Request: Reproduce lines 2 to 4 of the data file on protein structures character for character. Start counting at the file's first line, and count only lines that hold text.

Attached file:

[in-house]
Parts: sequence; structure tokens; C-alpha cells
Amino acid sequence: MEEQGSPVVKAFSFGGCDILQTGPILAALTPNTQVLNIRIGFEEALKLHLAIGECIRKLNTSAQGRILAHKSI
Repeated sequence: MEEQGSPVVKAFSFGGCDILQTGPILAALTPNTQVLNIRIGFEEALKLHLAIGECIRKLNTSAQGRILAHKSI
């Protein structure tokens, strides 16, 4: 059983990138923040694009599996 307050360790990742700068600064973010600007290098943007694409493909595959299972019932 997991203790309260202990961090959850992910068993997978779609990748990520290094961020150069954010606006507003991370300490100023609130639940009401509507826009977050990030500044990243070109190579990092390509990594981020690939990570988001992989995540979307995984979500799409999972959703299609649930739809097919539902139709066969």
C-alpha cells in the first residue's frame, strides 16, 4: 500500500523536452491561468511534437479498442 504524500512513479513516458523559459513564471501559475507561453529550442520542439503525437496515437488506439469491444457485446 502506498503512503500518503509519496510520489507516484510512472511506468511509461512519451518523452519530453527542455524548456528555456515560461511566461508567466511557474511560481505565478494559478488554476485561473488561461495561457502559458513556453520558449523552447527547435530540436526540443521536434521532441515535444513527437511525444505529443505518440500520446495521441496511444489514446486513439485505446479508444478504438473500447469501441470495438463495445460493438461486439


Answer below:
Parts: sequence; structure tokens; C-alpha cells
Amino acid sequence: MEEQGSPVVKAFSFGGCDILQTGPILAALTPNTQVLNIRIGFEEALKLHLAIGECIRKLNTSAQGRILAHKSI
Repeated sequence: MEEQGSPVVKAFSFGGCDILQTGPILAALTPNTQVLNIRIGFEEALKLHLAIGECIRKLNTSAQGRILAHKSI